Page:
“Yeah, yeah. I’m totally okay.”

“Raaight… then, can you get out and watch the show from somewhere else? I really have to pee.”

Face flushed, she mumbled an apology and exited the stall. Once again, she had to remind herself that this was unlike her. Feeling nauseous, she pushed through the crowd in the cafe to ask the barista for a paper bag – just in case she threw up. The shop, like every other shop in a two-mile radius, was packed with people who had come to watch the show. Nothing could unite a city quite like firefly season. As she reached the counter, a large stack of cupcakes caught her eye. She marveled at how the icing colors captured the various shades of the keepers’ fires. No two keeper flames were alike, and neither were the fire-cakes. She scanned the pile, looking for a familiar shade of scarlet.

“Wow, you’re really going all out,” she joked, picking two that came closest to his flame.

The barista shrugged. “The Irish have their leprechauns. We have our keepers.” She thanked him and headed out to the street, nausea replaced by a growing sense of excitement.

The keepers were already in position and the sun had long set. She made her way up to the corner of the street and sat down at the foot of a signal. From there, she had a clear view of the only keeper that mattered. She found her eyes following his every movement as he knelt to pick up the flies preparing to breathe his fire into them. His arms bore more scars than before – souvenirs of the fires he’d lit along the way. She looked at her own unblemished hands, wishing the flames had chosen her so she could have been by his side instead of watching from afar as the singing began. The bugs in his hands glowed scarlet with his fire as they slowly drifted up and into sight. They danced past neon signs as the lights of the city turned off one by one, and the fires of the keepers took to the sky. The crowd cheered as the keepers’ song ended and the festivities began.

“The Irish have their leprechauns. We have our keepers.” She muttered, reaching up to touch a passing firefly.

“What did you say?”

She turned to find him standing behind her. His warm, laughing eyes – just as she remembered – were fixed on her and suddenly her ears felt as red as the bugs. Embarrassed, she shook her head as he sat down beside her and helped himself to a fire-cake.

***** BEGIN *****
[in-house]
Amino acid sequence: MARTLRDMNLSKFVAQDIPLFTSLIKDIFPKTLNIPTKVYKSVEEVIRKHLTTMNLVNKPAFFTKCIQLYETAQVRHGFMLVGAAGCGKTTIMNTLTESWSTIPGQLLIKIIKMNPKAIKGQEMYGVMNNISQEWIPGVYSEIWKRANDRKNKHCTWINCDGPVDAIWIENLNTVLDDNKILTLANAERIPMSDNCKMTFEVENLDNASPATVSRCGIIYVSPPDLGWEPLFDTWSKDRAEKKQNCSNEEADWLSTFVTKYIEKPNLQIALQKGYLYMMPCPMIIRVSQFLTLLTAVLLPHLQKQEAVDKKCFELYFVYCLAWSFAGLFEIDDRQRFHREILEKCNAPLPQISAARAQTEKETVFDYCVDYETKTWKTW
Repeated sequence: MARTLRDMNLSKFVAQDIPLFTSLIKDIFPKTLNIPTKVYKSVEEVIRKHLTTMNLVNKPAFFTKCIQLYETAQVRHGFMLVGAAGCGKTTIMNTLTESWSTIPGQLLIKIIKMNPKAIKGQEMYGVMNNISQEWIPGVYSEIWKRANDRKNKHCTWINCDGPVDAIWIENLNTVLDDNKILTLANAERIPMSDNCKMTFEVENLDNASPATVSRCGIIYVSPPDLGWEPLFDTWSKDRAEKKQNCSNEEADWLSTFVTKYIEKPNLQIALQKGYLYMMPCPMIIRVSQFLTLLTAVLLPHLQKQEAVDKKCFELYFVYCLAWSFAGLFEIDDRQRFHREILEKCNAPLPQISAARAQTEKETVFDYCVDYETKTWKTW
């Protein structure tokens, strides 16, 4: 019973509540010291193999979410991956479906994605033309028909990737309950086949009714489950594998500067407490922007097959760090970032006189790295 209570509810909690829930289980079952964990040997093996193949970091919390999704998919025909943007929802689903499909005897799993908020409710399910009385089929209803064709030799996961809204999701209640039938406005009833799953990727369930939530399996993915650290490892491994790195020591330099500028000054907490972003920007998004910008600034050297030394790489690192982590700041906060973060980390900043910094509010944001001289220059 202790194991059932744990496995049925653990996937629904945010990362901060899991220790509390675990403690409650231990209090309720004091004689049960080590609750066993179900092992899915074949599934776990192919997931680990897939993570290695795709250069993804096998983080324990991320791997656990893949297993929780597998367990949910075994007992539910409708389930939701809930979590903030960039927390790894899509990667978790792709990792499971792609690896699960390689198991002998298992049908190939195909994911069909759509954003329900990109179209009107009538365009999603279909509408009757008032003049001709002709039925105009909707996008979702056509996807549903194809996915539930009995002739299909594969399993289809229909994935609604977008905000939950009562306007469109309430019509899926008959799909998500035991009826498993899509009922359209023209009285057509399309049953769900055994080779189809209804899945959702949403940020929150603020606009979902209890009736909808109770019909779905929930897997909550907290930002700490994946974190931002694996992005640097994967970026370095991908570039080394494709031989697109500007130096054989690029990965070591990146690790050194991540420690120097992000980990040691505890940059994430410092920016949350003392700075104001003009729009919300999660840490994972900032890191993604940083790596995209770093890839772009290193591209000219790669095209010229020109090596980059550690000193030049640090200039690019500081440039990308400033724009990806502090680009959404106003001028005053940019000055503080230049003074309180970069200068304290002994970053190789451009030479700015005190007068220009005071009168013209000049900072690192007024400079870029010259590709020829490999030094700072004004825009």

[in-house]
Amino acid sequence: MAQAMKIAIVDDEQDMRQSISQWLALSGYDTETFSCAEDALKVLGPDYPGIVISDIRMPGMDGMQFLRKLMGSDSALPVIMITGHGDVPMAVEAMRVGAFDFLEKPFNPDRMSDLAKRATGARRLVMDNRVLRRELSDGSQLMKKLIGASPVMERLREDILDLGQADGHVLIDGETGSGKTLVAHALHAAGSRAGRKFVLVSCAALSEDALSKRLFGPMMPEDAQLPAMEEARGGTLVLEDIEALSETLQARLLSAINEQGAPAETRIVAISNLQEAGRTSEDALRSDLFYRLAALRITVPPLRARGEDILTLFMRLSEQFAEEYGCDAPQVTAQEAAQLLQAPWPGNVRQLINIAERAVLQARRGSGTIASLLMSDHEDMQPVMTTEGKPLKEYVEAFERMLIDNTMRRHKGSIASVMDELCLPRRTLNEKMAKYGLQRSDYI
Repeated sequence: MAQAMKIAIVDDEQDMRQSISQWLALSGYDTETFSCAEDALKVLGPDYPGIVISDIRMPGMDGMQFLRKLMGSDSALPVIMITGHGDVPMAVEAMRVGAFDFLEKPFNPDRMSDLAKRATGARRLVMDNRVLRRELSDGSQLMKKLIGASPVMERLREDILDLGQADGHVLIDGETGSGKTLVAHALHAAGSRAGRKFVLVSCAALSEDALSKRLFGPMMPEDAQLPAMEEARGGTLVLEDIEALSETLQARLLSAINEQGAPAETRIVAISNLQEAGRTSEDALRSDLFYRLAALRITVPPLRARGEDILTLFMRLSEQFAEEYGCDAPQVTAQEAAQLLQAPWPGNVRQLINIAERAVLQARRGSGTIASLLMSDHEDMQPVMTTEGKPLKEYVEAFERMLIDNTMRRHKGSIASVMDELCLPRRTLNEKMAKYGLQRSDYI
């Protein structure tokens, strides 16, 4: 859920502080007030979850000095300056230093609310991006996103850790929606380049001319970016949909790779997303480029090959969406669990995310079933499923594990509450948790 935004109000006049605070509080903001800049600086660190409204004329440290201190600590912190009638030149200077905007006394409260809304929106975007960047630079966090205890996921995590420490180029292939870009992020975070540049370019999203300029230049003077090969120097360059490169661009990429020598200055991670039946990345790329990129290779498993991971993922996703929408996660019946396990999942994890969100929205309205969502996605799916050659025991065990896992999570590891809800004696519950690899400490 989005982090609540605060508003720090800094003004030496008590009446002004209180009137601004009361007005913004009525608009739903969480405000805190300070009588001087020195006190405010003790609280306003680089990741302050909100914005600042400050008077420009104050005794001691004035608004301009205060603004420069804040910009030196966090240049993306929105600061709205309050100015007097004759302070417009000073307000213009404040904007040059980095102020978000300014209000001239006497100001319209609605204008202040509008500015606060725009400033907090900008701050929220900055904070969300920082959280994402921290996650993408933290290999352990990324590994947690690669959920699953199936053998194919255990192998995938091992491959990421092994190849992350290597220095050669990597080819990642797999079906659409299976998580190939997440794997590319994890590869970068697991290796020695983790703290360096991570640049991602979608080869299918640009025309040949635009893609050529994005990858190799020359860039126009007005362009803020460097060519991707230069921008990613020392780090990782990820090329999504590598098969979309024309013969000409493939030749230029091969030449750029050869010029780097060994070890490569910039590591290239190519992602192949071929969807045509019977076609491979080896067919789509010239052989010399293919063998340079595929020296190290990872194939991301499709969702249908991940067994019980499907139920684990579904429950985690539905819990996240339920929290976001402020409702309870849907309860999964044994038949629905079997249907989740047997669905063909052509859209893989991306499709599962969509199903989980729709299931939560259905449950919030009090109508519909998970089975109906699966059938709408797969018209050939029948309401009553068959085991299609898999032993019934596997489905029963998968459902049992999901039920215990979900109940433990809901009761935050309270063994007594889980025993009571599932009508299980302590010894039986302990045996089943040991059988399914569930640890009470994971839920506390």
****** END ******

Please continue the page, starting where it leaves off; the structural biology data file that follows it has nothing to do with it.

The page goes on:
“Will you be staying long?”

He shrugged. “Only as long as the bugs do.”

“And then?”

“Wherever the bugs go.” As he spoke, she watched the lingering glow on his hands fade. She didn’t notice that the matching tint in his cheeks persisted. Above, the fireflies danced in the sky. Their season had officially begun.

Alexa makes a Grocery List

“I don’t understand,” she said, furiously flinging the cursed fruit across her room. “The plan was perfect! How could she say no to such a delectable, red, juicy apple? What’s greater than apples?!”

The blue halo flickered as her fairy godmother spoke.

“Would you like to buy Avocados instead?”

(Written in response to the YeahWrite Microprose Challenge but uploaded too late because I still don’t understand time zones.)

Of Flatmates and Blackholes

Maggie likes to ask me about how everything broke down.

She does that a lot. The last time she asked me I took away her ice cream privileges. So she’s been moping about and goose stepping around the kitchen. She hasn’t figured out how to open the freezer without making a sound though and that gets her busted. I don’t think she ever will, but I finished all the mint chocolate chip anyway.

 

And now she’s calling her brother and demanding he take her out (to buy ice cream).

He isn’t telling her anything either. He’s dropped by three times in the twelve weeks since. I paid him for the damages the second time around. Maggie’s eyes bugged out when she saw me empty my wallet. I didn’t mention to her what it was for or that it covered less than a tenth of it.

I haven’t told her anything at all.

And so Maggie’s brother, because that’s who he is now – Maggie’s brother, quietly pocketed it and we’ve gone back to pretending the other doesn’t exist.

 

She’s disgruntled with him. She slammed the phone down and is now taking the wine glass off the rack. She doesn’t know I finished all her cheap wine three nights ago. How could she. The crystal never left the rack and the bottles have rolled into a corner under my bed. They’ve probably been sucked into the black hole by now. Maggie says there’s one under her bed too. And the fridge. I can vouch for that one as well. Lost half the swear jar savings(read: rent) to it.

 

Maggie’s looking at me reproachfully now. She’s figured out where her stash went. I know what comes next. She’s going to ask me what happened again. And this time I can’t revoke her liquor privileges. So I’ve turned my back to her, pretending like I can’t hear her with my headphones on. But she isn’t asking. Instead she’s sitting down next to me and turning the telly on.

Whenever your’re ready you can talk to me about it, she’s saying silently. Maggie’s nice like that. She’s always patient with me. Always thinks the best of me. And that’s why Maggie won’t understand.

And that’s why Maggie can’t ever know.

 

Maggie can’t know her brother left it in my care. She can’t know I pushed the button and watched it swirl away.

She can’t know I said I lost it. She can’t know he didn’t believe me.

She can’t know the swear jar broke ’cause he threw it in a fit. She can’t know the wall’s chipped ’cause I threw a book and missed.

 

She can’t, because she doesn’t know what happened the one weekend she was away.

She can’t, because she doesn’t know it had happened every time she was away.

 

But mostly she can’t know because it was Maggie who’d said, ‘I’m glad he’s asking her to marry him. They make the cutest couple. Don’t you agree?’